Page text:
The University of the South Pacific Council meets today to discuss the BDO Report which had highlighted a number of governance issues at the regional institution.
The report was compiled in 2019 by forensic accountant BDO Auckland following serious allegations by former Vice Chancellor Pal Ahluwalia of mismanagement and abuse of office at the USP.
But since November 2019, the report had not been made public amid calls for the council to do so.
Professor Ahluwalia and his wife were forced to leave Fiji in early January after the government claimed they had both breached provisions in their visas.
The move sparked a stand-off between the university's host country, Fiji, and the USP Council which also put the regional institution's future under scrutiny.
The Fiji Government withdrew its funding of almost $US9 million and had called for an investigation into fresh allegations made against Professor Ahluwalia by the USP Executive Committee led by Pro Chancellor Winston Thompson and head of the Risk Committee Mahmoud Khan.
USP Chancellor Lionel Aingimea said the BDO Report was still relevant, and its contents would be discussed by the council.
Aingimea, who is also Nauru's President, said reports in the Fiji media related to investigations carried by audit firm KPMG could not overshadow the BDO report.
Audit firm KPMG was engaged last month by Thompson to look into allegations of discrepancies in the university's internal operations.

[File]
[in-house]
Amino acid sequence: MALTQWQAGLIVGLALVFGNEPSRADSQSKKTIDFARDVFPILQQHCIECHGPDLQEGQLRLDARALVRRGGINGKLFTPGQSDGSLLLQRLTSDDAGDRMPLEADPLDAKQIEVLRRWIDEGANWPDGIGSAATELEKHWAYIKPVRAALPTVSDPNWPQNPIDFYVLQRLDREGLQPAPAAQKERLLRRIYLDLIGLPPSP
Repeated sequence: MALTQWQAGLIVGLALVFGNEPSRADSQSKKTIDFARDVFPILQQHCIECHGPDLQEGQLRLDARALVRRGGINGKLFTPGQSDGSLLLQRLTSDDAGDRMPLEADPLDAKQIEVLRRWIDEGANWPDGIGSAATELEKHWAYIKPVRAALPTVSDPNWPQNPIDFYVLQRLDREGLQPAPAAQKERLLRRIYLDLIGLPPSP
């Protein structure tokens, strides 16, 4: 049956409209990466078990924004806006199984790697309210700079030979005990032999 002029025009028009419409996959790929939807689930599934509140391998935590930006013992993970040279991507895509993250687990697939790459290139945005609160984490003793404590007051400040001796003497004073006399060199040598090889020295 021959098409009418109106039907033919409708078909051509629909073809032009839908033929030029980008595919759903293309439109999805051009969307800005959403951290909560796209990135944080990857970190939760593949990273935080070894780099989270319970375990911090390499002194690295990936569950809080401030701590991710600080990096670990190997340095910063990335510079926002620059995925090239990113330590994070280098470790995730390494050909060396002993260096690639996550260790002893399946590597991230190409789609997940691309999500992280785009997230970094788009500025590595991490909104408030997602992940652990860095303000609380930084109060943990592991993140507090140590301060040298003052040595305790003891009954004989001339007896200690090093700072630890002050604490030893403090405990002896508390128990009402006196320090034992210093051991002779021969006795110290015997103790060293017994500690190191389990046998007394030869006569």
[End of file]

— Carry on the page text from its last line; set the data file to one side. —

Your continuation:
Several staff had been suspended since.
Ahluwalia, who is currently in Nauru and is on the USP pay roll, turned 63 in January.
His now terminated contract would have been the only one he could have held with USP given that the university's retirement age for all senior staff was 65.
This also means that any attempts by Samoa and Nauru to circumvent legal opinion provided by USP lawyer Munro Leys to give the Canadian academic a new five-year contract may not succeed.
Samoa and Nauru had been pushing for Ahluwalia to receive the remainder of the contract, but it too may not be in line with the legal opinion provided by the university's lawyers.
President Aingimea said that as far as he was concerned, the BDO report was important and that the council would meet to "tick off these items on the agenda on things we need to fix urgently which are also a matter of importance to USP.
He said the report was sanctioned by the council and there was commission mounted because of the BDO report so it was still a relevant issue for the governing body.
Ahluwalia had also raised serious allegations of misconduct by top university executives in early 2019 which he claimed related to remuneration policies and control, inducement allowances, responsibility and acting allowances, bonuses and consultancy arrangements.
He also alleged there were succession planning, human resources, transition arrangements, governance and oversight, operation of senior management team, interface between governance and management and committee structure and responsibility being allegedly carried out by the USP executives.